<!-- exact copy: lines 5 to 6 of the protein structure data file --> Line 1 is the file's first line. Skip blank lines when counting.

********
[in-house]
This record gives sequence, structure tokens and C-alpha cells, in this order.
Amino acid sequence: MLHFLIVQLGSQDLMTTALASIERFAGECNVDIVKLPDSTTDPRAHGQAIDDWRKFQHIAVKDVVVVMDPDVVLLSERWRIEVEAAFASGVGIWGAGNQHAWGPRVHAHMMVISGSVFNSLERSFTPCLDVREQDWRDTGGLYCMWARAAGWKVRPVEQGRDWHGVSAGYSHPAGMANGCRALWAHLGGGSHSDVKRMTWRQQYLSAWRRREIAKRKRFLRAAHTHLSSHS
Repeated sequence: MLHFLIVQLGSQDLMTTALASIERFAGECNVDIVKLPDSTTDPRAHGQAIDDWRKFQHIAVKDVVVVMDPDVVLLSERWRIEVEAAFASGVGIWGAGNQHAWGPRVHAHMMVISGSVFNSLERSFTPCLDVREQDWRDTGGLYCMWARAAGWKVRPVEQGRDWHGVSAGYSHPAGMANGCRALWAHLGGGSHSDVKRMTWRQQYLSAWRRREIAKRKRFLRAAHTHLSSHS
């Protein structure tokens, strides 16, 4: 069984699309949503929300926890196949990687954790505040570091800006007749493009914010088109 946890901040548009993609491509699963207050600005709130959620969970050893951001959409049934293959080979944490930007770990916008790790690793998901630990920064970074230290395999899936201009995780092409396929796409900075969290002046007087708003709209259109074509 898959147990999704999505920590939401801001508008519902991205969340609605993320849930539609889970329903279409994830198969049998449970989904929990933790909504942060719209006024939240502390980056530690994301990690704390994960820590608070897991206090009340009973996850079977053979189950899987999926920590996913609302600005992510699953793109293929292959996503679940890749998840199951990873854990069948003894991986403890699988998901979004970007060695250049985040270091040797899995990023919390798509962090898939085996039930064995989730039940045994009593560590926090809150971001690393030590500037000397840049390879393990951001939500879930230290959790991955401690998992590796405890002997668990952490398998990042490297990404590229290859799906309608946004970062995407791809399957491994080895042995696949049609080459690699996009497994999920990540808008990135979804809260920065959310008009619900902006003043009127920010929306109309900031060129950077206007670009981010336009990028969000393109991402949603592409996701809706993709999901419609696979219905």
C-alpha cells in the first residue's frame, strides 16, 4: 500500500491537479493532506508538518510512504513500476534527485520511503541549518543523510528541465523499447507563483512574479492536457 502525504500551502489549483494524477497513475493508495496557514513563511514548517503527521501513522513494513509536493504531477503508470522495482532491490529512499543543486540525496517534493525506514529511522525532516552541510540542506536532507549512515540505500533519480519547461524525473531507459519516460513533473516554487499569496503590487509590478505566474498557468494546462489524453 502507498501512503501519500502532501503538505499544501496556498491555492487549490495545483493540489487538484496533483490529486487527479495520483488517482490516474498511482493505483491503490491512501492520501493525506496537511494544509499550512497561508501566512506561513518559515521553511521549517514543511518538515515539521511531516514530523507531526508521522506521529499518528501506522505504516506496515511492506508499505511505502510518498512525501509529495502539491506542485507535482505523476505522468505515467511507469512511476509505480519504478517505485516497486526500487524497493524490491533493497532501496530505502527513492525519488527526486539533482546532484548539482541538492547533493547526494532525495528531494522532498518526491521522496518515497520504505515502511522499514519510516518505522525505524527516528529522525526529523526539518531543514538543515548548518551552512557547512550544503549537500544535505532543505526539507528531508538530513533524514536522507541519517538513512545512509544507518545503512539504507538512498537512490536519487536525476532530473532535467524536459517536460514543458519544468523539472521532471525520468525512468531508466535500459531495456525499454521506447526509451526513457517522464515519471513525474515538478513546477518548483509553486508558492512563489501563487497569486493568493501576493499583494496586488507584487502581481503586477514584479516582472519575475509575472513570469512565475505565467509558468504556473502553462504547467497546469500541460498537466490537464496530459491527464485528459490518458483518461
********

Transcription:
């Protein structure tokens, strides 16, 4: 069984699309949503929300926890196949990687954790505040570091800006007749493009914010088109 946890901040548009993609491509699963207050600005709130959620969970050893951001959409049934293959080979944490930007770990916008790790690793998901630990920064970074230290395999899936201009995780092409396929796409900075969290002046007087708003709209259109074509 898959147990999704999505920590939401801001508008519902991205969340609605993320849930539609889970329903279409994830198969049998449970989904929990933790909504942060719209006024939240502390980056530690994301990690704390994960820590608070897991206090009340009973996850079977053979189950899987999926920590996913609302600005992510699953793109293929292959996503679940890749998840199951990873854990069948003894991986403890699988998901979004970007060695250049985040270091040797899995990023919390798509962090898939085996039930064995989730039940045994009593560590926090809150971001690393030590500037000397840049390879393990951001939500879930230290959790991955401690998992590796405890002997668990952490398998990042490297990404590229290859799906309608946004970062995407791809399957491994080895042995696949049609080459690699996009497994999920990540808008990135979804809260920065959310008009619900902006003043009127920010929306109309900031060129950077206007670009981010336009990028969000393109991402949603592409996701809706993709999901419609696979219905």
C-alpha cells in the first residue's frame, strides 16, 4: 500500500491537479493532506508538518510512504513500476534527485520511503541549518543523510528541465523499447507563483512574479492536457 502525504500551502489549483494524477497513475493508495496557514513563511514548517503527521501513522513494513509536493504531477503508470522495482532491490529512499543543486540525496517534493525506514529511522525532516552541510540542506536532507549512515540505500533519480519547461524525473531507459519516460513533473516554487499569496503590487509590478505566474498557468494546462489524453 502507498501512503501519500502532501503538505499544501496556498491555492487549490495545483493540489487538484496533483490529486487527479495520483488517482490516474498511482493505483491503490491512501492520501493525506496537511494544509499550512497561508501566512506561513518559515521553511521549517514543511518538515515539521511531516514530523507531526508521522506521529499518528501506522505504516506496515511492506508499505511505502510518498512525501509529495502539491506542485507535482505523476505522468505515467511507469512511476509505480519504478517505485516497486526500487524497493524490491533493497532501496530505502527513492525519488527526486539533482546532484548539482541538492547533493547526494532525495528531494522532498518526491521522496518515497520504505515502511522499514519510516518505522525505524527516528529522525526529523526539518531543514538543515548548518551552512557547512550544503549537500544535505532543505526539507528531508538530513533524514536522507541519517538513512545512509544507518545503512539504507538512498537512490536519487536525476532530473532535467524536459517536460514543458519544468523539472521532471525520468525512468531508466535500459531495456525499454521506447526509451526513457517522464515519471513525474515538478513546477518548483509553486508558492512563489501563487497569486493568493501576493499583494496586488507584487502581481503586477514584479516582472519575475509575472513570469512565475505565467509558468504556473502553462504547467497546469500541460498537466490537464496530459491527464485528459490518458483518461